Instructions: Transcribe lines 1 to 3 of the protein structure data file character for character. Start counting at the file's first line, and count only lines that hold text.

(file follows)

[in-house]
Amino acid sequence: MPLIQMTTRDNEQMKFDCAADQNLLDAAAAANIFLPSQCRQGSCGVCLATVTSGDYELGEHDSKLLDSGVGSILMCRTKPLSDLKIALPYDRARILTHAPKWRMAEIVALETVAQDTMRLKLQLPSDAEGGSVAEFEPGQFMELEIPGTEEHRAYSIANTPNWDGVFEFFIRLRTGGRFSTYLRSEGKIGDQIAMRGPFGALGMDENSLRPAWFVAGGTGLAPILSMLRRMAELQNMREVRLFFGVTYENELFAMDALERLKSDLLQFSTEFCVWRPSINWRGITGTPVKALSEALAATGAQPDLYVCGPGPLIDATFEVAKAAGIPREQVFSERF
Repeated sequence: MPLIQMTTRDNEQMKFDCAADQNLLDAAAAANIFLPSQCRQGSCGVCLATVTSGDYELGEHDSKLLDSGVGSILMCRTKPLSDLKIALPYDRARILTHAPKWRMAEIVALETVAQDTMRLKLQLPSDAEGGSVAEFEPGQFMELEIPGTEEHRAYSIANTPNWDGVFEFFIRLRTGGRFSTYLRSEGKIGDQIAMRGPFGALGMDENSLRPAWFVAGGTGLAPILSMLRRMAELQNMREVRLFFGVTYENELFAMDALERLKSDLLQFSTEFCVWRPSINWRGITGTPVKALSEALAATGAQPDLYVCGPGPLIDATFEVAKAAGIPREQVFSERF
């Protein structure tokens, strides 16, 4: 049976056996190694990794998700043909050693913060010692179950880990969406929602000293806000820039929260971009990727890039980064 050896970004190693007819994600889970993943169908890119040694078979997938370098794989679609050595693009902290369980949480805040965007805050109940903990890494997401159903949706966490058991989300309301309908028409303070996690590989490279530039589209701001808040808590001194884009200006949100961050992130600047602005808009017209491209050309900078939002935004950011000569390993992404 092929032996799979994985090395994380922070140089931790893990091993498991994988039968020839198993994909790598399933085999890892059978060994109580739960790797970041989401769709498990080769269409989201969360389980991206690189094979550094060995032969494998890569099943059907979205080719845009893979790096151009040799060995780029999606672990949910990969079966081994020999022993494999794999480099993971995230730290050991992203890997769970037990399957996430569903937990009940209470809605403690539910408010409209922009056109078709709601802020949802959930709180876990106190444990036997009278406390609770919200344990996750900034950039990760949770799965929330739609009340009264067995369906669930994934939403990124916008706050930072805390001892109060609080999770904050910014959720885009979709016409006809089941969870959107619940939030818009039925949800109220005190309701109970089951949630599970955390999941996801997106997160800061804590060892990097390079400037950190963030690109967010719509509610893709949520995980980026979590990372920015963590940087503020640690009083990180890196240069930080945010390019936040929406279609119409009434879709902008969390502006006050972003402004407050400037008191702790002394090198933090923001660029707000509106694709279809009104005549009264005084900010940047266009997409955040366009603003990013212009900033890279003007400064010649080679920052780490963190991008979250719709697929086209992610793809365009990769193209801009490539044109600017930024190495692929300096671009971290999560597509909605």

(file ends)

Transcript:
[in-house]
Amino acid sequence: MPLIQMTTRDNEQMKFDCAADQNLLDAAAAANIFLPSQCRQGSCGVCLATVTSGDYELGEHDSKLLDSGVGSILMCRTKPLSDLKIALPYDRARILTHAPKWRMAEIVALETVAQDTMRLKLQLPSDAEGGSVAEFEPGQFMELEIPGTEEHRAYSIANTPNWDGVFEFFIRLRTGGRFSTYLRSEGKIGDQIAMRGPFGALGMDENSLRPAWFVAGGTGLAPILSMLRRMAELQNMREVRLFFGVTYENELFAMDALERLKSDLLQFSTEFCVWRPSINWRGITGTPVKALSEALAATGAQPDLYVCGPGPLIDATFEVAKAAGIPREQVFSERF
Repeated sequence: MPLIQMTTRDNEQMKFDCAADQNLLDAAAAANIFLPSQCRQGSCGVCLATVTSGDYELGEHDSKLLDSGVGSILMCRTKPLSDLKIALPYDRARILTHAPKWRMAEIVALETVAQDTMRLKLQLPSDAEGGSVAEFEPGQFMELEIPGTEEHRAYSIANTPNWDGVFEFFIRLRTGGRFSTYLRSEGKIGDQIAMRGPFGALGMDENSLRPAWFVAGGTGLAPILSMLRRMAELQNMREVRLFFGVTYENELFAMDALERLKSDLLQFSTEFCVWRPSINWRGITGTPVKALSEALAATGAQPDLYVCGPGPLIDATFEVAKAAGIPREQVFSERF